Data and Process Modeling

Suppose you were assigned to develop a logical model of the registration system at a school or college. Would you be better off using a top-down approach, or would a bottom-up strategy be better? What would influence your decision? 

A logical model of a system needs to show what a system needs to do in order to meet the needs of its users. A top-down approach looks at the entire system and drills down to the different processes that make up the system. Using a Data Flow Diagram (DFD), a system analyst uses graphical tools and symbols “to show how the system transforms input data into useful information” (Tilley, 2017) 

According to Comparing Top-down with Bottom-up Approaches: Teaching Data Modeling, “In contrast, bottom-up approaches view database design as proceeding from an initial analysis of lower-level conceptual units, such as attributes and functional dependencies and then moving towards an acceptable logical data model through logical groupings of associated attributes.” (Kung et al., 2013). Though a bottom-up approach can help reduce redundancies in system processes as they are grouped together, a top-down approach allows for designing systems that are complex by exploding processes done to their functional primitives.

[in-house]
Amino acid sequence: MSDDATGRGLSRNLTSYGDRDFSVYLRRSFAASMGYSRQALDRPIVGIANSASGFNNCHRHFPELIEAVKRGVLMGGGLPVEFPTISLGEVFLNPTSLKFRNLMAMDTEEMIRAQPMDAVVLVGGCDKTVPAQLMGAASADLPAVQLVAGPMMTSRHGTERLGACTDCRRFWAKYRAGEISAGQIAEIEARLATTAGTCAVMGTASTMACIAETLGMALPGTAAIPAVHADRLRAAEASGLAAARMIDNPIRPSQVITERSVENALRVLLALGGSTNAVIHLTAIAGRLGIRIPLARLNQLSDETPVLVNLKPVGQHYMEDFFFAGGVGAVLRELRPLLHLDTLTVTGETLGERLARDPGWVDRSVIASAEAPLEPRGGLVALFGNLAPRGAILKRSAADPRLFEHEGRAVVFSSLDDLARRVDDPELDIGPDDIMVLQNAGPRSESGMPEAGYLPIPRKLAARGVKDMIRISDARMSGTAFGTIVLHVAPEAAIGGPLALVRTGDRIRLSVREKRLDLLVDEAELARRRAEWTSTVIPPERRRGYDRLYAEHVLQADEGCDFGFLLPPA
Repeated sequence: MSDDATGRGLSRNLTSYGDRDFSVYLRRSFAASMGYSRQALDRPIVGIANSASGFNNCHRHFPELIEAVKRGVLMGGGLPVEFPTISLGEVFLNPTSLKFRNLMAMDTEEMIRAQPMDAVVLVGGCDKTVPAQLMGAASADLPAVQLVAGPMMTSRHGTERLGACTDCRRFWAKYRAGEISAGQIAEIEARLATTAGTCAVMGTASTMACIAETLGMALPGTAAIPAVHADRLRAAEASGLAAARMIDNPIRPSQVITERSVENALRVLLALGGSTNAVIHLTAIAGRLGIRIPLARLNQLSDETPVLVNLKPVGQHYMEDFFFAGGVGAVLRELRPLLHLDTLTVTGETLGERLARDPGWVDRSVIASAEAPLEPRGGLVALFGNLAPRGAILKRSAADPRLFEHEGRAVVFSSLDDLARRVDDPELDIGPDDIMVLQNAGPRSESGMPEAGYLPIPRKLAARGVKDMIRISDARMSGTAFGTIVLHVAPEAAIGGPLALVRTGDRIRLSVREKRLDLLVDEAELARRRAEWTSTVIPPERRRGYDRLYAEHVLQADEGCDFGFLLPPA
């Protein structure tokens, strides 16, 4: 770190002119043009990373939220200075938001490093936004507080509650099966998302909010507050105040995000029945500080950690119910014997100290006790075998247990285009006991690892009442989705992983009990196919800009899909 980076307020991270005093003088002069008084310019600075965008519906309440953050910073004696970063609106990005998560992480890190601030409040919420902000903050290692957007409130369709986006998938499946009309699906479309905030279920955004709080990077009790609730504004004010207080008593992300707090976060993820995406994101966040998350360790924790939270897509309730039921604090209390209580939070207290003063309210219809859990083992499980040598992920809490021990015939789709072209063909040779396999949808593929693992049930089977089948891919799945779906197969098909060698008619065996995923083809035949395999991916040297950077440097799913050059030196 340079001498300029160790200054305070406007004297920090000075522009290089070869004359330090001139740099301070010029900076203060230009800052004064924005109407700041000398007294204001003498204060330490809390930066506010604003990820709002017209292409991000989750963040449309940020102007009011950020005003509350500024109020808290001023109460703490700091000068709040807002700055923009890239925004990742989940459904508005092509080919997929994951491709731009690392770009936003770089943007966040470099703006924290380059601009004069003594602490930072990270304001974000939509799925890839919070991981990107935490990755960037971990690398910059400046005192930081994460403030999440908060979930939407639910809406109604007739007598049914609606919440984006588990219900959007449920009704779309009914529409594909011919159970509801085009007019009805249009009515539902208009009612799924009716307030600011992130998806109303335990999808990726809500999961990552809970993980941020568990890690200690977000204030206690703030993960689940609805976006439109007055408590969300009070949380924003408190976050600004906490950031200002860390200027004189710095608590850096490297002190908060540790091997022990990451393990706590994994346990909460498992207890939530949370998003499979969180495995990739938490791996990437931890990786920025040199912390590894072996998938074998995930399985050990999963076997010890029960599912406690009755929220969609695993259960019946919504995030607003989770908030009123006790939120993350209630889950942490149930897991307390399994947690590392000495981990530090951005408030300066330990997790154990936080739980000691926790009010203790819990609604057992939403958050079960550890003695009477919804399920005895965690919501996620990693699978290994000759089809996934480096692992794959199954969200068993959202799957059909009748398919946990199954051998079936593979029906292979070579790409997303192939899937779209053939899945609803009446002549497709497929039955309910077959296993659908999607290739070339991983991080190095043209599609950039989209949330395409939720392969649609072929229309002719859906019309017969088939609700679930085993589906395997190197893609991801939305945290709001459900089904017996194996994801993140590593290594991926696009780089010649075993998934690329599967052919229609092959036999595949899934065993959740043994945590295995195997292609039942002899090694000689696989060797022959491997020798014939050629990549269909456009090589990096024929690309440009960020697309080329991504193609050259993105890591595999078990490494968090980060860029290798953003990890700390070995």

To make a logical model of a school registration system, getting an overview of what the system is supposed to do, then leveling down each of the processes in a detailed data flow diagram makes leveling of the increasingly complex processes of the system easier to understand, document and transition into a physical model. 



Kung, H.-J., Kung, L., & Gardiner, A. (2013). Comparing Top-down with Bottom-up Approaches: Teaching Data Modeling. 11. 

Tilley, S. (2017). Systems Analysis and Design (12th ed.). Cengage.

Iris Gomez

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